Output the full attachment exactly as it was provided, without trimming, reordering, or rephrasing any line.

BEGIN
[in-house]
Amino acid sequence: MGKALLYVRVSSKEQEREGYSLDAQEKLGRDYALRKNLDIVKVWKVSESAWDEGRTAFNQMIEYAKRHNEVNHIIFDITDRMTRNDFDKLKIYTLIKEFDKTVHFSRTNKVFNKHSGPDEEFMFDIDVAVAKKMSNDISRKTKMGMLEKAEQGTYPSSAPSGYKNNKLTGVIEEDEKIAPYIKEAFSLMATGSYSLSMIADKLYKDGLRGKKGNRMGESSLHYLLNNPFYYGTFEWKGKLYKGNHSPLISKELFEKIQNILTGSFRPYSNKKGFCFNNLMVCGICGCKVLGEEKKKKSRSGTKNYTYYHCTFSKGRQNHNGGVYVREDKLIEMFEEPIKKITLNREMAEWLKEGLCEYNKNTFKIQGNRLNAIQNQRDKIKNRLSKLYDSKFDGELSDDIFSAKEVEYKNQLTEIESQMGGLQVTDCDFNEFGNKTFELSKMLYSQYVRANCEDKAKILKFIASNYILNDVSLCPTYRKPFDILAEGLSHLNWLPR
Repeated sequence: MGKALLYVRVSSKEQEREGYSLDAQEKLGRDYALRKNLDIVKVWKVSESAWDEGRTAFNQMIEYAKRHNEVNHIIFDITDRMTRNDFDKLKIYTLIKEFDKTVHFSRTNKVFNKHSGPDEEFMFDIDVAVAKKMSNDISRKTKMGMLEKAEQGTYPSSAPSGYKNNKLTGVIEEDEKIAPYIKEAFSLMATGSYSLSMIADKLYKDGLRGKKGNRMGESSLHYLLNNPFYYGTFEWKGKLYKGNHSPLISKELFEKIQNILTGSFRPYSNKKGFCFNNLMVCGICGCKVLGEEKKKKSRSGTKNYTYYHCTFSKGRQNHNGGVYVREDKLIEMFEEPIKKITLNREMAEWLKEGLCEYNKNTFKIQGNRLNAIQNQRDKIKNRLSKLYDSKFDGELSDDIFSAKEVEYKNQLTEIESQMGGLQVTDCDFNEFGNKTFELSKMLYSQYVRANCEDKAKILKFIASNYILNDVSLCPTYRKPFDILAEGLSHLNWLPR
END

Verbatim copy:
[in-house]
Amino acid sequence: MGKALLYVRVSSKEQEREGYSLDAQEKLGRDYALRKNLDIVKVWKVSESAWDEGRTAFNQMIEYAKRHNEVNHIIFDITDRMTRNDFDKLKIYTLIKEFDKTVHFSRTNKVFNKHSGPDEEFMFDIDVAVAKKMSNDISRKTKMGMLEKAEQGTYPSSAPSGYKNNKLTGVIEEDEKIAPYIKEAFSLMATGSYSLSMIADKLYKDGLRGKKGNRMGESSLHYLLNNPFYYGTFEWKGKLYKGNHSPLISKELFEKIQNILTGSFRPYSNKKGFCFNNLMVCGICGCKVLGEEKKKKSRSGTKNYTYYHCTFSKGRQNHNGGVYVREDKLIEMFEEPIKKITLNREMAEWLKEGLCEYNKNTFKIQGNRLNAIQNQRDKIKNRLSKLYDSKFDGELSDDIFSAKEVEYKNQLTEIESQMGGLQVTDCDFNEFGNKTFELSKMLYSQYVRANCEDKAKILKFIASNYILNDVSLCPTYRKPFDILAEGLSHLNWLPR
Repeated sequence: MGKALLYVRVSSKEQEREGYSLDAQEKLGRDYALRKNLDIVKVWKVSESAWDEGRTAFNQMIEYAKRHNEVNHIIFDITDRMTRNDFDKLKIYTLIKEFDKTVHFSRTNKVFNKHSGPDEEFMFDIDVAVAKKMSNDISRKTKMGMLEKAEQGTYPSSAPSGYKNNKLTGVIEEDEKIAPYIKEAFSLMATGSYSLSMIADKLYKDGLRGKKGNRMGESSLHYLLNNPFYYGTFEWKGKLYKGNHSPLISKELFEKIQNILTGSFRPYSNKKGFCFNNLMVCGICGCKVLGEEKKKKSRSGTKNYTYYHCTFSKGRQNHNGGVYVREDKLIEMFEEPIKKITLNREMAEWLKEGLCEYNKNTFKIQGNRLNAIQNQRDKIKNRLSKLYDSKFDGELSDDIFSAKEVEYKNQLTEIESQMGGLQVTDCDFNEFGNKTFELSKMLYSQYVRANCEDKAKILKFIASNYILNDVSLCPTYRKPFDILAEGLSHLNWLPR